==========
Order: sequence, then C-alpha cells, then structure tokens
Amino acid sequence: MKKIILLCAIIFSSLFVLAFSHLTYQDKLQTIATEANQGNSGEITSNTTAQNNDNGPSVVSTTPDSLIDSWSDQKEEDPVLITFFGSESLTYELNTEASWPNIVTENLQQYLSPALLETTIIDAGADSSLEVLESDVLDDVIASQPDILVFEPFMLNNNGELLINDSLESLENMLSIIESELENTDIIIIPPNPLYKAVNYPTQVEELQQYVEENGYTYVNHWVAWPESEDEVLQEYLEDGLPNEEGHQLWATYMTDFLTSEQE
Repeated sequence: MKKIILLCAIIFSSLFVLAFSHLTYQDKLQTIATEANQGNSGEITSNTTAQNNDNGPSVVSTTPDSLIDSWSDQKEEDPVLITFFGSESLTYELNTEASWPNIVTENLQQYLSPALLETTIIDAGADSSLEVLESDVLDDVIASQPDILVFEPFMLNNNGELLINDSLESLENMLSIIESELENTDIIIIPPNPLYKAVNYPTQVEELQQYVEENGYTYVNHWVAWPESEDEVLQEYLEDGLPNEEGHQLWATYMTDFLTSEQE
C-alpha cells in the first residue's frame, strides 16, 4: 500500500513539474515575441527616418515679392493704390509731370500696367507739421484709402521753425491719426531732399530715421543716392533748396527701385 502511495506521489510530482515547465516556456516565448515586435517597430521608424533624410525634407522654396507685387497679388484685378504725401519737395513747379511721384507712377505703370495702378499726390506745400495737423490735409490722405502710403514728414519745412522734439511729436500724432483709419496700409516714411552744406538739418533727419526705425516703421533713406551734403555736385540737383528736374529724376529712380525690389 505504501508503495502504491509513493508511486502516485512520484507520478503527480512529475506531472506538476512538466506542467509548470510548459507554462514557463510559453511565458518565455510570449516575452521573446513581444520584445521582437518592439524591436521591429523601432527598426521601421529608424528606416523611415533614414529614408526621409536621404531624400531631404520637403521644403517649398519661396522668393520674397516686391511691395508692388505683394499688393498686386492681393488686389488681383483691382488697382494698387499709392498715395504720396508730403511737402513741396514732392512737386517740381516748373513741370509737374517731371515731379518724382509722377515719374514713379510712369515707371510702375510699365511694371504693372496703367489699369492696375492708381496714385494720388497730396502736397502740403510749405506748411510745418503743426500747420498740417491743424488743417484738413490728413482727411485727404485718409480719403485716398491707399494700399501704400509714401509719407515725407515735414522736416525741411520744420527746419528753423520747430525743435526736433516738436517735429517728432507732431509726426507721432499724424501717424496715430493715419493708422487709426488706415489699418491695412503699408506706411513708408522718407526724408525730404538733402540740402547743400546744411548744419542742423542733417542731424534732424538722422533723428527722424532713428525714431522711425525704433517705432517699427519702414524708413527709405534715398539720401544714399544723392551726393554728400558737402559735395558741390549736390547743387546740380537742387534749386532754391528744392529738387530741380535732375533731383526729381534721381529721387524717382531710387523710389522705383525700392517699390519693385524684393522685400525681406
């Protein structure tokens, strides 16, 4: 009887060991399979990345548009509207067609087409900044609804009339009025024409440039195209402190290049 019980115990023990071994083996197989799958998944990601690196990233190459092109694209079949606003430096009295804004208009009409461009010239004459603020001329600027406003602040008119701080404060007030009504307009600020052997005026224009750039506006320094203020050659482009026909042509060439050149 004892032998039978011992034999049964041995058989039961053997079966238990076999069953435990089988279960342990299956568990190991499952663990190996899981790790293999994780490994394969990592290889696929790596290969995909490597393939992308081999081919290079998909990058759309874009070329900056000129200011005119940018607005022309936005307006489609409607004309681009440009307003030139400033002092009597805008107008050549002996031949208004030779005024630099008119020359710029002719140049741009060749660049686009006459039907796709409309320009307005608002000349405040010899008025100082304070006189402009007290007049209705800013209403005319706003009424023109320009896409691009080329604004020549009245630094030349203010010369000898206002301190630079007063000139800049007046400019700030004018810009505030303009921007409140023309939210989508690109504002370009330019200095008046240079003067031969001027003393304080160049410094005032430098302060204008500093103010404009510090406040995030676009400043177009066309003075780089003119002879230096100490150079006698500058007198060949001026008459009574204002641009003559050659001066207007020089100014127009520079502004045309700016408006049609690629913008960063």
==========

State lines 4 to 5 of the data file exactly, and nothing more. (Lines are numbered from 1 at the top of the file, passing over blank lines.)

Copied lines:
C-alpha cells in the first residue's frame, strides 16, 4: 500500500513539474515575441527616418515679392493704390509731370500696367507739421484709402521753425491719426531732399530715421543716392533748396527701385 502511495506521489510530482515547465516556456516565448515586435517597430521608424533624410525634407522654396507685387497679388484685378504725401519737395513747379511721384507712377505703370495702378499726390506745400495737423490735409490722405502710403514728414519745412522734439511729436500724432483709419496700409516714411552744406538739418533727419526705425516703421533713406551734403555736385540737383528736374529724376529712380525690389 505504501508503495502504491509513493508511486502516485512520484507520478503527480512529475506531472506538476512538466506542467509548470510548459507554462514557463510559453511565458518565455510570449516575452521573446513581444520584445521582437518592439524591436521591429523601432527598426521601421529608424528606416523611415533614414529614408526621409536621404531624400531631404520637403521644403517649398519661396522668393520674397516686391511691395508692388505683394499688393498686386492681393488686389488681383483691382488697382494698387499709392498715395504720396508730403511737402513741396514732392512737386517740381516748373513741370509737374517731371515731379518724382509722377515719374514713379510712369515707371510702375510699365511694371504693372496703367489699369492696375492708381496714385494720388497730396502736397502740403510749405506748411510745418503743426500747420498740417491743424488743417484738413490728413482727411485727404485718409480719403485716398491707399494700399501704400509714401509719407515725407515735414522736416525741411520744420527746419528753423520747430525743435526736433516738436517735429517728432507732431509726426507721432499724424501717424496715430493715419493708422487709426488706415489699418491695412503699408506706411513708408522718407526724408525730404538733402540740402547743400546744411548744419542742423542733417542731424534732424538722422533723428527722424532713428525714431522711425525704433517705432517699427519702414524708413527709405534715398539720401544714399544723392551726393554728400558737402559735395558741390549736390547743387546740380537742387534749386532754391528744392529738387530741380535732375533731383526729381534721381529721387524717382531710387523710389522705383525700392517699390519693385524684393522685400525681406
């Protein structure tokens, strides 16, 4: 009887060991399979990345548009509207067609087409900044609804009339009025024409440039195209402190290049 019980115990023990071994083996197989799958998944990601690196990233190459092109694209079949606003430096009295804004208009009409461009010239004459603020001329600027406003602040008119701080404060007030009504307009600020052997005026224009750039506006320094203020050659482009026909042509060439050149 004892032998039978011992034999049964041995058989039961053997079966238990076999069953435990089988279960342990299956568990190991499952663990190996899981790790293999994780490994394969990592290889696929790596290969995909490597393939992308081999081919290079998909990058759309874009070329900056000129200011005119940018607005022309936005307006489609409607004309681009440009307003030139400033002092009597805008107008050549002996031949208004030779005024630099008119020359710029002719140049741009060749660049686009006459039907796709409309320009307005608002000349405040010899008025100082304070006189402009007290007049209705800013209403005319706003009424023109320009896409691009080329604004020549009245630094030349203010010369000898206002301190630079007063000139800049007046400019700030004018810009505030303009921007409140023309939210989508690109504002370009330019200095008046240079003067031969001027003393304080160049410094005032430098302060204008500093103010404009510090406040995030676009400043177009066309003075780089003119002879230096100490150079006698500058007198060949001026008459009574204002641009003559050659001066207007020089100014127009520079502004045309700016408006049609690629913008960063």